Cross-border human trafficking cases rising

BEIJING – The trafficking of women and children into China continues to rise despite efforts to combat it, a senior police officer has said.

Chen Shiqu, who heads the government agency tackling trafficking, warned that traffickers still pose a serious threat and called for greater international cooperation to end the scourge.

He declined to give a specific number of victims who fall prey to traffickers annually, only saying that 1,500 cross-border cases involving about 2,000 kidnapped women and infants had been uncovered since 2009.

Most victims were smuggled to the Chinese mainland from Vietnam, Myanmar and Laos, he said.

“Great demand from buyers, as well as the traditional preference (among Chinese families) for boys, are the main culprits fueling trafficking,” Chen, director of the Ministry of Public Security’s (MPS) anti-human trafficking office, told China Daily.

In recent years, Asian nations have agreed on several joint projects to tackle the cross-border smuggling of women and children.

In 2004, China, Cambodia, Laos, Myanmar, Thailand and Vietnam signed the Mekong River Sub-regional Cooperation Anti-trafficking Memo and set up an annual meeting of senior officials.

Beijing has also established eight border offices with neighboring countries, Chen said. However, he acknowledged that differences in legal systems, language and collecting evidence are obstacles in the fight against trafficking.

“Countries should rise above legal differences, and enhance intelligence and information communication,” he said, adding that his office will strengthen cooperation in extraditing suspects and transferring case materials with counterparts in neighboring countries.

In describing the plight of victims, Chen explained that some rescued women had been sold as brides in Yunnan and Guangdong provinces, whiles others were forced into prostitution in border areas of Yunnan and the Guangxi Zhuang autonomous region.

Most kidnapped infants were trafficked to Guangdong and Guangxi for illegal adoption, he said, adding that boys sold for as much as 40,000 yuan ($6,000), while girls went for 30,000 yuan.

In some areas of Guangdong and Guangxi, couples with no sons bought and illegally adopted abducted children as “boys carry on the family line” and “raising sons can guarantee one’s old age”.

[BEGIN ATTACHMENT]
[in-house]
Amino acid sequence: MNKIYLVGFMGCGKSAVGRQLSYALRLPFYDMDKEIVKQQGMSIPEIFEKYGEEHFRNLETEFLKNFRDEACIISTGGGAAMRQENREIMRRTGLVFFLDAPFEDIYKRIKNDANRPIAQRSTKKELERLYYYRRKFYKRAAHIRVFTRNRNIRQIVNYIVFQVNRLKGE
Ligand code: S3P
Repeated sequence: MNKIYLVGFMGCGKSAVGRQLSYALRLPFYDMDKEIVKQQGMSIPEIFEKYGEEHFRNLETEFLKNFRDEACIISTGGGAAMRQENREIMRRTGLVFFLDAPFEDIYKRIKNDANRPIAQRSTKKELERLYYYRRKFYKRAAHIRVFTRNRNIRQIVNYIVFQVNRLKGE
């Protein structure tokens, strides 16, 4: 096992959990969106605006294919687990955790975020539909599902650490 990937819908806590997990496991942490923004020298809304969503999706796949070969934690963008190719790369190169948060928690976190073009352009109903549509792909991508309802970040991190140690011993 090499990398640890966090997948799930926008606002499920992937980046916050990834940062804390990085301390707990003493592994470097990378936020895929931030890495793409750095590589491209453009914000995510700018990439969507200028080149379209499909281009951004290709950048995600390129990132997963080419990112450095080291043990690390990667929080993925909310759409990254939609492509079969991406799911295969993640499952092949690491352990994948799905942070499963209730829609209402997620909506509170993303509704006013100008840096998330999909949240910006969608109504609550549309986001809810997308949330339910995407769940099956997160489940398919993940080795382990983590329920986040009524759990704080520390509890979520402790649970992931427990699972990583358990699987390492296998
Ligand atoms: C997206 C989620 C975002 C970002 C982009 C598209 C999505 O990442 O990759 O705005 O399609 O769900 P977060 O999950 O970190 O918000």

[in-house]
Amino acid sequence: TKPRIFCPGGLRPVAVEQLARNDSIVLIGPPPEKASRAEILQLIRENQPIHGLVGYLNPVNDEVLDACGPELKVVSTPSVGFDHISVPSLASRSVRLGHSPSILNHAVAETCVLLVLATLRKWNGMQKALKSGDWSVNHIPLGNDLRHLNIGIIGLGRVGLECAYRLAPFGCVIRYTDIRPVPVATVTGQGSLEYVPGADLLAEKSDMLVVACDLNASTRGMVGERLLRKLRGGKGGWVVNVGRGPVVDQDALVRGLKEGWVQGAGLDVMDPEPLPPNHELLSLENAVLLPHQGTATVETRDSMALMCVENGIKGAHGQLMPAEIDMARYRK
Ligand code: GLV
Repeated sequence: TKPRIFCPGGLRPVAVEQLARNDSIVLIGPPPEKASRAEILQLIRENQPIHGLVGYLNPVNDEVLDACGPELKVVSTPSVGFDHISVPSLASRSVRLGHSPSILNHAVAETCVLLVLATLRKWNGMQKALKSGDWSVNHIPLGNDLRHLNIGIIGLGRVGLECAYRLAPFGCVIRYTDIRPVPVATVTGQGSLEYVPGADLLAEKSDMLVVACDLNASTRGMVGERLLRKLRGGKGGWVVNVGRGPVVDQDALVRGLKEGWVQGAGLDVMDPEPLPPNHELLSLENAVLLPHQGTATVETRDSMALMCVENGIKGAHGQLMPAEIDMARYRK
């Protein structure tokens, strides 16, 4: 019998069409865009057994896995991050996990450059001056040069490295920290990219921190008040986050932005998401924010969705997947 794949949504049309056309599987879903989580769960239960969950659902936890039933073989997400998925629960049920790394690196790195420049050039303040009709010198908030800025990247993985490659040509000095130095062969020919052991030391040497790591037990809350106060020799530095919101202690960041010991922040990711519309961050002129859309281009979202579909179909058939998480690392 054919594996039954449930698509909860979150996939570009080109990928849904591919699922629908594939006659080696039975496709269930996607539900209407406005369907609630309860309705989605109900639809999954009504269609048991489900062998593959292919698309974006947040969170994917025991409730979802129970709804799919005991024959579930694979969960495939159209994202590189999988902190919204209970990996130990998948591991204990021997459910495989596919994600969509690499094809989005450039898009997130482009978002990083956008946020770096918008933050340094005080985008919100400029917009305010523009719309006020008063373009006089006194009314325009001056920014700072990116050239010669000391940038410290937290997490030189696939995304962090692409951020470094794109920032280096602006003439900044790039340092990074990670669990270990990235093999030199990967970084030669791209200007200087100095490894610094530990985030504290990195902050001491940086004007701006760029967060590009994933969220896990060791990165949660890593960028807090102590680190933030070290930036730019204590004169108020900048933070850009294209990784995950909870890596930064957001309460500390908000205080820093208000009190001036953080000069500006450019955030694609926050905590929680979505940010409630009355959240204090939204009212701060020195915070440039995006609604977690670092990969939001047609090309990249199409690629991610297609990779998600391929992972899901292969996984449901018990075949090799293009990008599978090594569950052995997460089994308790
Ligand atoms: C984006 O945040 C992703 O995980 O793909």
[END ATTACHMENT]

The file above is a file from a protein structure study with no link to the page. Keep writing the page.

Most trafficking suspects from Vietnam and Myanmar are immigrants living illegally in China. Many of them are women who live in Guangdong and Guangxi and are consequently much more familiar with local custom and market demand.

“The female suspects tend to be more discreet,” Chen said. “They colluded with local ‘black agencies’ and had a relatively stable market there.”

Abducted infants are susceptible to infections and often fall ill with colds and fevers and sometimes suffer more serious ailments.

Last month Chinese police uncovered one major cross-border child trafficking ring. Eight Vietnamese infants kidnapped for sale were rescued and 39 suspects were arrested.

Most of the eight abducted infants, aged from 10 days to seven months, had been sedated with sleeping pills to stop them crying, and some were suffering serious health problems, including coughs, fever and hydrocephalus, swelling of the brain, when rescued.

Traffickers had abducted the children from Vietnam and transported them on bamboo rafts across the Beilun River and then over the border on a long journey to Guangdong.

They rode bicycles through the fields to bypass border checkpoints, and arrived at Dongxing and Fangchenggang in Guangxi. They then boarded long-distance buses to Nanning, the capital of Guangxi.

From Nanning, they took the children to Shanwei and Jieyang in Guangdong to sell them, boys for 40,000 yuan, and girls for 20,000 to 30,000 yuan.

All the rescued infants from Vietnam underwent medical treatment in China. They have been placed in welfare institutions by the civil affairs departments and their birth parents will be located and verified through DNA tests, according to Chen.

“We have officially informed the Vietnamese police and asked for judicial assistance to find their birth parents as soon as possible,” he said.

Li Guifang, deputy director of the criminal defense committee at the All China Lawyers Association, called for harsher penalties for convicted traffickers.

“Chinese judicial authorities should increase the punishment for the buyers, and completely cut off the trafficking chain to make the buyers lose both the children and the money,” he said.

China Daily

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